The New York Times reported Wednesday that brother of Afghan President Hamid Karzai has been on the CIA payroll for at least eight years, according to American officials.
Ahmed Wali Karzai (at left) is a powerful figure in the southern Kandahar province with reported ties to Afghanistan's opium trade, which is owned and operated largely by the Taliban.
According to the Times' sources, who were not named, Karzai has received "regular payments" from the American foreign spy agency in exchange for his organizing a paramilitary force in Kandahar which operates at the CIA's behest.
Allegations that Karzai is involved in the drug trade have circulated in Kabul for months.
But Karzai denied the reports, calling them "ridiculous."
"I work with the Americans, the Canadians, the British, anyone who asks for my help. They (CIA) do their own recruitment. I have no idea where they get their recruits. It's absolutely ridiculous," he told The Associated Press in Afghanistan.
The American government's alleged clandestine partnership with such a controversial figure, reports the newspaper, has complicated President Obama's decision on how to alter the U.S. war strategy in the country and created divisions within Mr. Obama's administration.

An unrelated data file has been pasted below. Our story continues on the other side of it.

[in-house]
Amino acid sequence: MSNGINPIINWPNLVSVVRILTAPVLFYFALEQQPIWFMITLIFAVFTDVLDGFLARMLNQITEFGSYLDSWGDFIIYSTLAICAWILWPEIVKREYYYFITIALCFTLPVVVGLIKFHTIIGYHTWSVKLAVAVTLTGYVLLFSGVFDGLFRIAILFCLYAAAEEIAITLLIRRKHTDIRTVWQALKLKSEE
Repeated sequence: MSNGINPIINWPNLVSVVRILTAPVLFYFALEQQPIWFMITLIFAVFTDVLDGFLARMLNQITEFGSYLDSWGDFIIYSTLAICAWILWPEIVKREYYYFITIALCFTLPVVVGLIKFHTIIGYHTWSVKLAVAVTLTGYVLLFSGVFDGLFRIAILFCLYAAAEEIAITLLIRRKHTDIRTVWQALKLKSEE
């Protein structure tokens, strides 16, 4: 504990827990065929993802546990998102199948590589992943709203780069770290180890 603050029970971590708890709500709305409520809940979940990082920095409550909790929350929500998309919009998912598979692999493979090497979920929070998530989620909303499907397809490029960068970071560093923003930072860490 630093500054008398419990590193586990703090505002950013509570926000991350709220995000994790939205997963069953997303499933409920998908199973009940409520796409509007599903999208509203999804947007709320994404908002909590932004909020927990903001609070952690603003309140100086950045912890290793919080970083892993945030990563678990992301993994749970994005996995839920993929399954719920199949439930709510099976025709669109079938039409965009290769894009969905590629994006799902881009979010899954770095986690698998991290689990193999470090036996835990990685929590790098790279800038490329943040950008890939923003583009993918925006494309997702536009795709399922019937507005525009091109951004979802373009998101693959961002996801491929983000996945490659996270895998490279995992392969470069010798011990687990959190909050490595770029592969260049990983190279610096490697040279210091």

As the senior U.S. military intelligence official in Afghanistan, Maj. Gen. Michael T. Flynn, told The Times: "If we are going to conduct a population-centric strategy in Afghanistan, and we are perceived as backing thugs, then we are just undermining ourselves."
White House spokesman Robert Gibbs refused to confirm, comment on or directly pass judgment on Karzai's relationship with the CIA, but suggested the Obama administration would not endorse that sort of arrangement.
"This administration is, as you know, conducting a comprehensive assessment as to where we are. And every participant in any meeting that's happened here as part of that assessment understands that we have to have and must have a partner that addresses governance issues as we move forward," Gibbs said Wednesday.
"I'm sure our military commanders there will disagree with it," said McCain, adding that it reveals a "possible lack of communication" between American military and intelligence operations in the Afghanistan.
"Karzai's brother should not be in the country," McCain added bluntly.
CBS News security analyst Juan Zarate told Smith that the timing of the New York Times report, "couldn't have been worse for the Obama administration."
"This undercuts any legitimate argument we were making about corruption in the Karzai regime," added Zarate.
According to the Times' report, Ahmed Wali Karzai has acknowledged cooperation with American officials, but denies receiving any payment from the Central Intelligence Agency, or involvement in the country's booming narcotics business.